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the thinking is that cuba may look for other revenue sources. >> so far that means cuba's state-run economy is trying to churn out more wealth through private enterprise. and in restaurants like these, it seems to be working. but drive just 15 minutes down the road to old havana and the story is much different. for many of those that live here and still depend on compensation from the government, the opportunities are grim. >> we are in the lower class, understand. the middle class has more opportunity to get involved with community. on the outside it looks the same on the inside there's social differences. >> this man is on the bottom rung earning about $20 sweeping floors in a nearby hospital. his family including everyone from alberto's 92-year-old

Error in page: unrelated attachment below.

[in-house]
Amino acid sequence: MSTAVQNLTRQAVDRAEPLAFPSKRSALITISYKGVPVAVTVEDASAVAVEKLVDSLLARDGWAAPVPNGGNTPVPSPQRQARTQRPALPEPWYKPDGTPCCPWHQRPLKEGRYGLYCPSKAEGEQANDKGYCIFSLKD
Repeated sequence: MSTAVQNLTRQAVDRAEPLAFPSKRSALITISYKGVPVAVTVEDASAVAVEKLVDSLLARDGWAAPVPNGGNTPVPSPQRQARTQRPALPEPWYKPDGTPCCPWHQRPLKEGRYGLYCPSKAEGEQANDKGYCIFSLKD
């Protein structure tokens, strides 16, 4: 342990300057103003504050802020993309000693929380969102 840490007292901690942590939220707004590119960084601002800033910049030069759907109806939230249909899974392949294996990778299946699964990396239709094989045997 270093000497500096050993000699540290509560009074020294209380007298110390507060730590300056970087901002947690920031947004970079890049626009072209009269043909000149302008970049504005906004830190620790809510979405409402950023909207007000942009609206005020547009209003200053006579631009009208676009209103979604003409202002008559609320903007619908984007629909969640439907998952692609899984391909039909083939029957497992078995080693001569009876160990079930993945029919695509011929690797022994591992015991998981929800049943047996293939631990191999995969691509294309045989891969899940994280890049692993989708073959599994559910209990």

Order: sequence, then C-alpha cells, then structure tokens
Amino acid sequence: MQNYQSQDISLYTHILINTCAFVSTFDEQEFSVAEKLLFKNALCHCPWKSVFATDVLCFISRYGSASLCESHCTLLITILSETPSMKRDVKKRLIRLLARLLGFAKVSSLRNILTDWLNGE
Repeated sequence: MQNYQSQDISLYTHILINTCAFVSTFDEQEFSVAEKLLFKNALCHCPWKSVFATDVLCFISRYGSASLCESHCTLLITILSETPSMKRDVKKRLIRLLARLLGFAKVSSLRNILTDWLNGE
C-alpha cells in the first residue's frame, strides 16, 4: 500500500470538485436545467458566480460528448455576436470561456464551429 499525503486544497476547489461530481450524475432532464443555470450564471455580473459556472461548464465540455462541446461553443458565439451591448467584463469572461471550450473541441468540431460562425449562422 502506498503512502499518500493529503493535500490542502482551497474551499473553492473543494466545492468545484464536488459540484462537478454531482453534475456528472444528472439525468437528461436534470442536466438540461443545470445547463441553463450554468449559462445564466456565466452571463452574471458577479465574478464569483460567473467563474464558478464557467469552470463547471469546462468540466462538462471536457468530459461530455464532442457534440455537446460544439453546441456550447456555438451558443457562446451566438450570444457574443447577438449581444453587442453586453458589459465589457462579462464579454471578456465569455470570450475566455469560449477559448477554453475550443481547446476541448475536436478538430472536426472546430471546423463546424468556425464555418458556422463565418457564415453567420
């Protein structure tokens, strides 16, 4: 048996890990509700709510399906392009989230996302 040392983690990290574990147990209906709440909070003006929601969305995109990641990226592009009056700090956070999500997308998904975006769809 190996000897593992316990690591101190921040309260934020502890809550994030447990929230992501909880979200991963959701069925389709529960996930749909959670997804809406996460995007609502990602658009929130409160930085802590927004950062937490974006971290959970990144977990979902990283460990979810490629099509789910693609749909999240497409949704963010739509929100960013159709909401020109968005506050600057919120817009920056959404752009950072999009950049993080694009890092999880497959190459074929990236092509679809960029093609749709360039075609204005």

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mother to his 1-year-old daughter rely on the government pay check to survive. they live in this crumbling section, where running water and basic plumbing do not work. there's not enough money to meed the faucet's or patch holes in the roof. in a room is his diabetic brother. his family's lack of money would likely cost his leg. which is swollen and infected. the medication is too expensive and $20 per bottle. the entire monthly salary. there are people with more possibilities. and in the end if you don't have your health you don't have anything. when fidel castro rose to power he sought to stamp out equality and provide access to education and health care. the health system faces